Nitrogen is a good choice for your tires because it does not oxidize, which means it won’t break down the rubber. Nitrogen also does not expand or contract with changes in temperature, so you will have a more consistent tire pressure no matter what the weather. This improves traction and prevents flats from under-inflation caused by colder temperatures. On the other hand, normal air is mostly composed of oxygen and contains varying amounts of water vapor, both of which will oxidize rubber and lead to increased tire wear.
Yes, you can put normal air in nitrogen-filled tires.
Yes, you can put normal air in nitrogen-filled tires. It is not dangerous to do so.
Nitrogen gas is neither toxic nor explosive, flammable or corrosive, reactive or radioactive. It’s just a colorless, odorless gas composed of two nitrogen atoms and three oxygen atoms (N2O3). The only danger would come from overinflating the tire with this normal air; this could cause the tire to burst and possibly lead to an accident. However, even a small amount of oxygen (20 percent) will significantly reduce the risk of a tire bursting if it’s overinflated—which makes filling up your car’s tires at home with standard air valves particularly safe.
In fact, it may be even safer than filling them with pure nitrogen at a service center. Unlike when inflating your tires with regular air at home, an employee at a service center could accidentally overfill your tires with pure nitrogen using their specialized equipment. There are no safety benefits whatsoever to using pure nitrogen in your car’s tires; it may give you slightly better fuel economy and longer tire life if you’re willing to pay for it regularly—but that’s all there is to it.
Even if you top off a nitrogen tire with air, it is still primarily nitrogen. Nitrogen is inert and makes up most of the atmosphere around us.
Even if you top off a nitrogen tire with air, it is still primarily nitrogen. Nitrogen is inert and makes up most of the atmosphere around us. It is not flammable or combustible. You could breathe the gas in your tires without experiencing any harmful effects (assuming nothing else was wrong with your lungs). If you tried to use nitrogen gas as fuel for a fire, you’d be sorely disappointed!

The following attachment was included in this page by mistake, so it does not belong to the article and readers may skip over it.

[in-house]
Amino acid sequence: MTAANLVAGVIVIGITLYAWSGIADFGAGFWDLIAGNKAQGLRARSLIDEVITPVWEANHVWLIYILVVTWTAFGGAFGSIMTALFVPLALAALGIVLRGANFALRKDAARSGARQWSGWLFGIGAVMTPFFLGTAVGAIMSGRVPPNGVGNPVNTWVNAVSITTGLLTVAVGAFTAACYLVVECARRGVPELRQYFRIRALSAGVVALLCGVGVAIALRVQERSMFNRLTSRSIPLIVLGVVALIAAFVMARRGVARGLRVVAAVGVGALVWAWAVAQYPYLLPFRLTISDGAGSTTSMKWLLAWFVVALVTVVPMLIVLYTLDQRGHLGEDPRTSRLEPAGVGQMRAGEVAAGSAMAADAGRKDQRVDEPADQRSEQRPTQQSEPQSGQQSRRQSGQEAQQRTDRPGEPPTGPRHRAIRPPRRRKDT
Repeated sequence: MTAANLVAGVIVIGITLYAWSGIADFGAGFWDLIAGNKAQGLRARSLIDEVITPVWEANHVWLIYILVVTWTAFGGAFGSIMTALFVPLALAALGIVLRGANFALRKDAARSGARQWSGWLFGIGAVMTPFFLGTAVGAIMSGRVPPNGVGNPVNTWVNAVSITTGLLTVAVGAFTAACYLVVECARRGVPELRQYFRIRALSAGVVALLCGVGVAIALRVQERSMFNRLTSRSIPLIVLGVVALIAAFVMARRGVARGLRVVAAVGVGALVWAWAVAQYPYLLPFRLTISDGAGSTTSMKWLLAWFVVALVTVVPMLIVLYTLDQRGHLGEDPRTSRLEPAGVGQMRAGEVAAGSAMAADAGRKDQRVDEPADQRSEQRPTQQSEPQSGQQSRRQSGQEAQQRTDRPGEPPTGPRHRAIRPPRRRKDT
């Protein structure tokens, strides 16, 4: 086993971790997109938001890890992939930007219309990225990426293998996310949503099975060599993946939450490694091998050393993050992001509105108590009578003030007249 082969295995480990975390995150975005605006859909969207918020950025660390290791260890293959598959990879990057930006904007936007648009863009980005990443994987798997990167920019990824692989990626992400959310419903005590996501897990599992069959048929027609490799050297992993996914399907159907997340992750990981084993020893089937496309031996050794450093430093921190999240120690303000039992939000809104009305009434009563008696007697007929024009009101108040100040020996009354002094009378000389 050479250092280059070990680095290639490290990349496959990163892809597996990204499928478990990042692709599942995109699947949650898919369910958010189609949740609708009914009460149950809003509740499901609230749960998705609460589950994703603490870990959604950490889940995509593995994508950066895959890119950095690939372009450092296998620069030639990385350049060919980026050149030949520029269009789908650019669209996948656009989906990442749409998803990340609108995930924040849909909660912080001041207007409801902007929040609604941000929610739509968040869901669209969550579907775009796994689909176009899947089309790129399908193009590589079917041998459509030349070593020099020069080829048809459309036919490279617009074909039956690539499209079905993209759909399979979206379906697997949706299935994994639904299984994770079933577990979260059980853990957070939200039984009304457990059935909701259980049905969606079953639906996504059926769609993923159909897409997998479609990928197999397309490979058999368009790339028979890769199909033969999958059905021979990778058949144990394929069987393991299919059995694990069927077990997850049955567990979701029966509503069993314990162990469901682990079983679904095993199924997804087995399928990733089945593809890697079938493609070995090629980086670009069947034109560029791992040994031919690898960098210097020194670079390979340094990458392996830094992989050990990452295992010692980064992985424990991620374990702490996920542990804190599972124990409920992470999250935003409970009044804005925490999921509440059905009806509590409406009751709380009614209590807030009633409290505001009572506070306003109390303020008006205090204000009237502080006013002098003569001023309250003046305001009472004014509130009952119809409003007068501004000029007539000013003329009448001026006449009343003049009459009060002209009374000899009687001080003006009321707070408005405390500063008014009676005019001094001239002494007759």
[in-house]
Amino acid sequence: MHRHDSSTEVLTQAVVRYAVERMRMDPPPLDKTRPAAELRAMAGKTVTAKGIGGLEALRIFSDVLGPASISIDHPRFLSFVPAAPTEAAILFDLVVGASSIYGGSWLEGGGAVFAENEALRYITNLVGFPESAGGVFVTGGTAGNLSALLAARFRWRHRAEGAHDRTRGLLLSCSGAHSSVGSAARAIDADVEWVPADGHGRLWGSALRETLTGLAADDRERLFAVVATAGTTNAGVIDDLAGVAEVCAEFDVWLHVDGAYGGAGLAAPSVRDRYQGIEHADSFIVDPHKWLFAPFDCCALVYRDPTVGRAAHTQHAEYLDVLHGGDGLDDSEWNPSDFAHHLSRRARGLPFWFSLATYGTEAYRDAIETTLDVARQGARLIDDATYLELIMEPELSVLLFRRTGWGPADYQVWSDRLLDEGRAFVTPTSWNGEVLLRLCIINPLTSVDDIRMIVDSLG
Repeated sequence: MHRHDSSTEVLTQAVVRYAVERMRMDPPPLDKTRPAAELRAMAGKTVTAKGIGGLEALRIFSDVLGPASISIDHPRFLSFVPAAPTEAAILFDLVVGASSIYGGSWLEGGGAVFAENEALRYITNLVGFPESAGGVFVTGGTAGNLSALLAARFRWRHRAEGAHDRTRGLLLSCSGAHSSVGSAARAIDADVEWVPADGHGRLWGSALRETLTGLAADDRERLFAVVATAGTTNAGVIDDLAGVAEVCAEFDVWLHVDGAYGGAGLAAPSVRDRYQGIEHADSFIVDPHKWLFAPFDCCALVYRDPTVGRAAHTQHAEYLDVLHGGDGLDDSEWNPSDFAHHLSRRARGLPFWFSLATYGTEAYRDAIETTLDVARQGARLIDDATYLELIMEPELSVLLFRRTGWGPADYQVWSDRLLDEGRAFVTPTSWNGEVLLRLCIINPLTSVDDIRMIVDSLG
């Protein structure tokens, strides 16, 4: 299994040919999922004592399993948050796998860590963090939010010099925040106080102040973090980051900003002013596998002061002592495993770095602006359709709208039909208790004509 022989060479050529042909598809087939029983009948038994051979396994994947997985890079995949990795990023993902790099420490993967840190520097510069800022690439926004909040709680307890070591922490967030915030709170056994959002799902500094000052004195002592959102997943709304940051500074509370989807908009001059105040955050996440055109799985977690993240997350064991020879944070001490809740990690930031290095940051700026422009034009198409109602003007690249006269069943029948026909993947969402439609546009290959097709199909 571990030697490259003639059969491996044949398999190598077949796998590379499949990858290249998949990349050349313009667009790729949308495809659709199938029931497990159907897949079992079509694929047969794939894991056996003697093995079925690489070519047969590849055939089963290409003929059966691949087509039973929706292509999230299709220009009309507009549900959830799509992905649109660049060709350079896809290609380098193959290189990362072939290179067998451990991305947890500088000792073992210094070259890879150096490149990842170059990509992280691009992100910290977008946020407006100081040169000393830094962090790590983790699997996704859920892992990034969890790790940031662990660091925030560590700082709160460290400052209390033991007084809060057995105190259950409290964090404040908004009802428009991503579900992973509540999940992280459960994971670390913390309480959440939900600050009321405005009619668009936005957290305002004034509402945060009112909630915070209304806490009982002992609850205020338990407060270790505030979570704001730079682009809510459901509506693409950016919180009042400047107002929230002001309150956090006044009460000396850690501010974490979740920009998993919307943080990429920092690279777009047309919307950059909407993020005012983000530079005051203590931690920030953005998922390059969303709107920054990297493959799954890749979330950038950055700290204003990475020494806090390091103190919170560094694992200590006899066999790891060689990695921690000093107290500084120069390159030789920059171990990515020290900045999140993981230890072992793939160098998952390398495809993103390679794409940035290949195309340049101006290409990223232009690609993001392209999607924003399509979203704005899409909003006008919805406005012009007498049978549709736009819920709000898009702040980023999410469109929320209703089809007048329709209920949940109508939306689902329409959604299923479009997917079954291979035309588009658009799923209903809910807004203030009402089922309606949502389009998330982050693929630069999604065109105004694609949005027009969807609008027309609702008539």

Normal air is 78 percent nitrogen, 21 percent oxygen and 1 percent other gases.
As it turns out, your tires are probably already filled with air. Normal air is made up of about 78 percent nitrogen, 21 percent oxygen and 1 percent other gases such as argon and carbon dioxide. The percentages are approximate, by the way—and even those numbers vary based on where you live in the world.
So if your tires are filled with regular air, what’s so special about nitrogen? Well, for one thing, nitrogen is an inert gas—it doesn’t react with water at all. Nitrogen doesn’t react with rubber either (which means that it won’t cause a tire tube to degrade over time). However, since normal air contains a small amount of oxygen (which does degrade rubber), the idea behind filling your tires with pure nitrogen is that they’ll last longer than they would if they were filled with normal air.
You should not try to fill a Nitrogen tire with normal air.
Unfortunately, you cannot put air in a Nitrogen tire. The only way to properly fill a Nitrogen tire is by using a nitrogen generator. A nitrogen generator works to produce and separate the nitrogen molecules from other gases such as oxygen, carbon dioxide, water vapor, and other trace elements. Once these molecules are separated from each other the remaining product is 99.5% pure compressed air that can then be used to fill your tires with nitrogen.
Now you know the basics of how compressed nitrogen gas is separated from normal air so that it can be used to fill your tires. By filling your tires with compressed nitrogen gas rather than regular air you’ll increase safety as well as performance.